The call was worth the wait for Tre Mason.
After watching four running backs come off the board on the second night of the NFL draft, Auburn's latest Heisman Trophy finalist stood by, waiting to be selected in a draft that had the latest first running back choice in NFL history.
Then, midway through the third round, he got a call from a voice familiar to the Auburn football program—St. Louis Rams head coach Jeff Fisher.
Mason was selected with the No. 75 overall pick by the Rams, an NFL franchise with a growing connection to the Tigers.
The Rams took highly touted Auburn offensive tackle Greg Robinson with the No. 2 overall pick in the draft. By choosing Mason the next day with their third-round pick, the Rams reunited an important pairing in Auburn's top-ranked rushing attack from its SEC championship season.
"We came in our freshman year talking about that we wanted to be three and out, and it's like a dream come true if we played together at the next level," Mason said as he was introduced in St. Louis on Tuesday. "God blessed us with the opportunity."
After Mason ended his call with Fisher, he immediately called his former Auburn and new St. Louis teammate.
“When I first called him, he couldn’t believe it," Mason said. "He told me, ‘Stop lying.’ But I told him, just wait a couple minutes and you’ll see that I’m not playing."
As the Rams' selection of Mason was being announced in New York City, an emotional Robinson took to Twitter to show his excitement about the reunion in St. Louis:
The early selections of Robinson and Mason gave Auburn fans a connection to the Rams, but the relationship between the NFC West franchise and the SEC West school has grown over the last several seasons.
The Auburn-St. Louis connection started several years ago at the top of the organization with Les Snead, St. Louis' general manager.
Snead grew up in Eufaula, a small Alabama town 60 miles south of Auburn. After two years of playing for former Auburn assistant coach Larry Blakeney at Troy State, Snead chose to walk on at Auburn as a blocking tight end for the 1992 and 1993 seasons.
Later, as a graduate assistant for the Tigers, Snead was exposed to the world of pro football scouting.
Snead spent more than a dozen years as a scout for both the Jacksonville Jaguars and the Atlanta Falcons. He would later become the director of player personnel for the Falcons, which led to him getting his current job in St. Louis.
The former Auburn tight end helped orchestrate the trade with Washington in the 2012 NFL draft that earned St. Louis the No. 2 pick this year. The Rams carefully scouted and researched all the available options for the highly valued draft position, and they decided to go with a player from Snead's alma mater.
"[Robinson is] who’s going to be there, he fits a big-time need, we really like this player," Snead said on The Doug Gottlieb Show. "We didn’t think that any trade that was going to come was going to outweigh Greg—no pun intended there.”
Snead and the Rams' second pick in the draft, Pittsburgh defensive tackle Aaron Donald, even had an Auburn flavor to it.
Current Tiger and cancer survivor Shon Coleman announced the newest pro teammate for Robinson—whom Coleman is looking to replace on the Auburn depth chart in 2014—in New York City:
Throughout the weekend's draft, Snead stood in the St. Louis war room with head coach Jeff Fisher, who also has a personal connection to the Plains.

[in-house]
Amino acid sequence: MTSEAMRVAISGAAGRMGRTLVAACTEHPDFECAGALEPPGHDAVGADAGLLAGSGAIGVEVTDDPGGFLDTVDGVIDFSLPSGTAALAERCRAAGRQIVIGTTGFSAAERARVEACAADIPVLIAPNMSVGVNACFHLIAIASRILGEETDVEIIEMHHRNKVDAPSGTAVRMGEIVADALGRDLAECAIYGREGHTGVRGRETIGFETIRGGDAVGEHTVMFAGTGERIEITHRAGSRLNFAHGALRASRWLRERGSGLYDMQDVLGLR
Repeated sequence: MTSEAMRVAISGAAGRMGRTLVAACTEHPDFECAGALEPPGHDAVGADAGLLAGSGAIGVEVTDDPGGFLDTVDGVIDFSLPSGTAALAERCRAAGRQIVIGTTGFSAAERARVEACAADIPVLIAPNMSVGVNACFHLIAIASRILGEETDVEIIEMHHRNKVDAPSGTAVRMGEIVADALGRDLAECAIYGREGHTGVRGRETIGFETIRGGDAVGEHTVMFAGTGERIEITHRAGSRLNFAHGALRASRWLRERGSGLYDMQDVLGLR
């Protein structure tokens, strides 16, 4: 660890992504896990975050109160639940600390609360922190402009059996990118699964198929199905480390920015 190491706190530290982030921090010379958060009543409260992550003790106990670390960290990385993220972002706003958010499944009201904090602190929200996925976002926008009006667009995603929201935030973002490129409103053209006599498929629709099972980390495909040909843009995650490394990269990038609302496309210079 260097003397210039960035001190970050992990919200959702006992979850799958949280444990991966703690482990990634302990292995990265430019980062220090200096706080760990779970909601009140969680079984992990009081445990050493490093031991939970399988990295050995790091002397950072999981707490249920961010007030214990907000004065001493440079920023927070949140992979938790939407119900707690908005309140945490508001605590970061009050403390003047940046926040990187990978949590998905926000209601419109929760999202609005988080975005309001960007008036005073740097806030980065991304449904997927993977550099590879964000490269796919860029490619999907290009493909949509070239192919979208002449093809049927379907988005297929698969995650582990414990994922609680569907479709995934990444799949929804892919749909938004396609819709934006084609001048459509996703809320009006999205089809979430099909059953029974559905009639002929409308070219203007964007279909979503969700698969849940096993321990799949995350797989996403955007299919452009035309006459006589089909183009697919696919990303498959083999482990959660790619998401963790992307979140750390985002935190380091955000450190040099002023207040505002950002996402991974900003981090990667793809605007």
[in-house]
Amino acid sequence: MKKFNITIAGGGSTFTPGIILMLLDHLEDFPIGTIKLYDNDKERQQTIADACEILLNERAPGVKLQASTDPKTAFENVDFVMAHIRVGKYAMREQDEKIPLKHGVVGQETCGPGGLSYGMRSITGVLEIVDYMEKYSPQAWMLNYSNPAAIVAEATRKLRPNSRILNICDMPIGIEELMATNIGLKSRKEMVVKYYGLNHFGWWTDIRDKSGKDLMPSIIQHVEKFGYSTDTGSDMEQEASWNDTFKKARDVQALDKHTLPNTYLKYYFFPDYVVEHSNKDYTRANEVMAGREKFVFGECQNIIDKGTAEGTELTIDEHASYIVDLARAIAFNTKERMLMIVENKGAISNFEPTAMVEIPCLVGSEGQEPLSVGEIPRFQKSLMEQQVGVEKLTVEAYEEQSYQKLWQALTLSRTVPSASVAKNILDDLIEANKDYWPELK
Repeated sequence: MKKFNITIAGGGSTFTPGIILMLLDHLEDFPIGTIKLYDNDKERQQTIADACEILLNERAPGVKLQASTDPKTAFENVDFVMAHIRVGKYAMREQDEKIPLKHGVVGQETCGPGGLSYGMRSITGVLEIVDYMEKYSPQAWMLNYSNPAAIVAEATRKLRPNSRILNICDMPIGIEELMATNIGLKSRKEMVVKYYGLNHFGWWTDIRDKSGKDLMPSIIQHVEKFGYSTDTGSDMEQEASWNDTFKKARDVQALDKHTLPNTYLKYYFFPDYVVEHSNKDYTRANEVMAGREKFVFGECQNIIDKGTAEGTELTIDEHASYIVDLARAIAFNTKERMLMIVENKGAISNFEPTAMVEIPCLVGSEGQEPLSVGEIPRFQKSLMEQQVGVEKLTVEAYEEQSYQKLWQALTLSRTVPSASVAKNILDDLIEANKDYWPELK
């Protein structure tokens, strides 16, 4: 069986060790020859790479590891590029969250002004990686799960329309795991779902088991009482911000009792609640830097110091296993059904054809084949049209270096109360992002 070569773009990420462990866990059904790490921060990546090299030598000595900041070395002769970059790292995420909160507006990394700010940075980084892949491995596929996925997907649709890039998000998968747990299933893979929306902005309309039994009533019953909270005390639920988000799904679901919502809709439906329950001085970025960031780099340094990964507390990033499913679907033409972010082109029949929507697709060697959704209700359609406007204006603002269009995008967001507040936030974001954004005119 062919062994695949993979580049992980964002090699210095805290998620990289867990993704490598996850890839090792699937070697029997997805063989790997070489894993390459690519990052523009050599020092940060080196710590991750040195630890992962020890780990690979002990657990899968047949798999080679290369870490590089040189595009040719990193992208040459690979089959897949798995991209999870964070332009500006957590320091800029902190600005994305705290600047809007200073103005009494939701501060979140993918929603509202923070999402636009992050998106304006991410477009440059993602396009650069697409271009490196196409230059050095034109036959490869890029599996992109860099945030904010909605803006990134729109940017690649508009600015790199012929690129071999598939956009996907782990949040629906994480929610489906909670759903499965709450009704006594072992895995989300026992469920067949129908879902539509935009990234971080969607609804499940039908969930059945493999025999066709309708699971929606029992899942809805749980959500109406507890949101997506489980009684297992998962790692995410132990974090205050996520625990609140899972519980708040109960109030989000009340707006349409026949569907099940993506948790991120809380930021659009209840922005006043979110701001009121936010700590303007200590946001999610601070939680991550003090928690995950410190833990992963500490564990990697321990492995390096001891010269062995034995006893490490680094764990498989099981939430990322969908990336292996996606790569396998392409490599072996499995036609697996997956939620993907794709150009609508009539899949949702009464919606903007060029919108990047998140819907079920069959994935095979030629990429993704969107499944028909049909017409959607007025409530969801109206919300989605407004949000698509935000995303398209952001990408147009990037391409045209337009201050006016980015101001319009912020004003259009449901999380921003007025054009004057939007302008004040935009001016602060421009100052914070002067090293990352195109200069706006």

Trent Fisher, the son of the former Tennessee Titans' head coach, was a former walk-on safety at Auburn who earned a scholarship at the beginning of the 2012 season. Fisher recorded one of the few highlights from the Tigers' dreadful 2012 when he returned an interception 60 yards against Alabama A&M.
Jeff Fisher came down to Auburn several times to watch his son play from 2011 to 2013, and he became familiar with the pro prospects on the Tigers' roster.
"Trent and I always talked about one day I'd maybe play for the Rams," Mason said Tuesday. "He'd always joke around like that. Come today, I'm sitting here a St. Louis Ram."
But even with Auburn's personal connection to the Rams' general manager and head coach, the move to pick Mason in the third round of the draft came as a surprise to the talented running back.
Mason neither visited with the Rams nor had a personal workout with the team, but St. Louis' front office was still comfortable with selecting a player it had become familiar with over the last season.
"We did our homework," Fisher said in a post-draft press conference last week. "We felt like we knew everything we needed to know about the kid. We just couldn't pass him up."
The Rams' familiarity with the Auburn roster was evident at this time last year. Although St. Louis did not select any former Tigers in the 2013 draft, they gave three former Auburn players—linebacker Daren Bates, wide receiver Emory Blake and tight end Philip Lutzenkirchen—undrafted free-agent deals.
Bates and Blake are still on St. Louis' roster, and former teammate Barrett Trotter now works as a scout for the Rams:
With Tiger connections in the front office, the coach's office and across the playing field, the Auburn Family will have a growing branch in St. Louis for seasons to come.
And Mason is glad to see those family bonds strengthen as the Rams continue to be a popular landing spot for Auburn players after their collegiate careers.
"Greg is my brother," Mason said. "We know each other’s tendencies and techniques and how we play, so it will be great to continue on with Greg."
Justin Ferguson is Bleacher Report's lead Auburn writer. Follow him on Twitter @JFergusonAU. All quotes were obtained firsthand unless otherwise noted.
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